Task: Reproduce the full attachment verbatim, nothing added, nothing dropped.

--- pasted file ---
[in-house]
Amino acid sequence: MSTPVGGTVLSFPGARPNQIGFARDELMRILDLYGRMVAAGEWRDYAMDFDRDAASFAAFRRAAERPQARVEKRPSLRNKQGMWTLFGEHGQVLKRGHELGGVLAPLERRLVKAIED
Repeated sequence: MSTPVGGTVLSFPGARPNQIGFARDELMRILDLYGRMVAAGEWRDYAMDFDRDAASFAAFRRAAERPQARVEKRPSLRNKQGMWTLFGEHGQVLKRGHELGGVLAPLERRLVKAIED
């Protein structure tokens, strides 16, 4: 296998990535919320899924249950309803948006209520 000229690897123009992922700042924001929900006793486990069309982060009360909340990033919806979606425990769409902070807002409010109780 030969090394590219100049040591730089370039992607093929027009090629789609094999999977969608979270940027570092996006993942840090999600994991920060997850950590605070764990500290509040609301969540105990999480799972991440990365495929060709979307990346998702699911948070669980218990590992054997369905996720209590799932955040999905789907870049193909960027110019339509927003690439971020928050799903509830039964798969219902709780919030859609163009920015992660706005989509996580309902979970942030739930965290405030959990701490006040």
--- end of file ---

[in-house]
Amino acid sequence: MSTPVGGTVLSFPGARPNQIGFARDELMRILDLYGRMVAAGEWRDYAMDFDRDAASFAAFRRAAERPQARVEKRPSLRNKQGMWTLFGEHGQVLKRGHELGGVLAPLERRLVKAIED
Repeated sequence: MSTPVGGTVLSFPGARPNQIGFARDELMRILDLYGRMVAAGEWRDYAMDFDRDAASFAAFRRAAERPQARVEKRPSLRNKQGMWTLFGEHGQVLKRGHELGGVLAPLERRLVKAIED
């Protein structure tokens, strides 16, 4: 296998990535919320899924249950309803948006209520 000229690897123009992922700042924001929900006793486990069309982060009360909340990033919806979606425990769409902070807002409010109780 030969090394590219100049040591730089370039992607093929027009090629789609094999999977969608979270940027570092996006993942840090999600994991920060997850950590605070764990500290509040609301969540105990999480799972991440990365495929060709979307990346998702699911948070669980218990590992054997369905996720209590799932955040999905789907870049193909960027110019339509927003690439971020928050799903509830039964798969219902709780919030859609163009920015992660706005989509996580309902979970942030739930965290405030959990701490006040």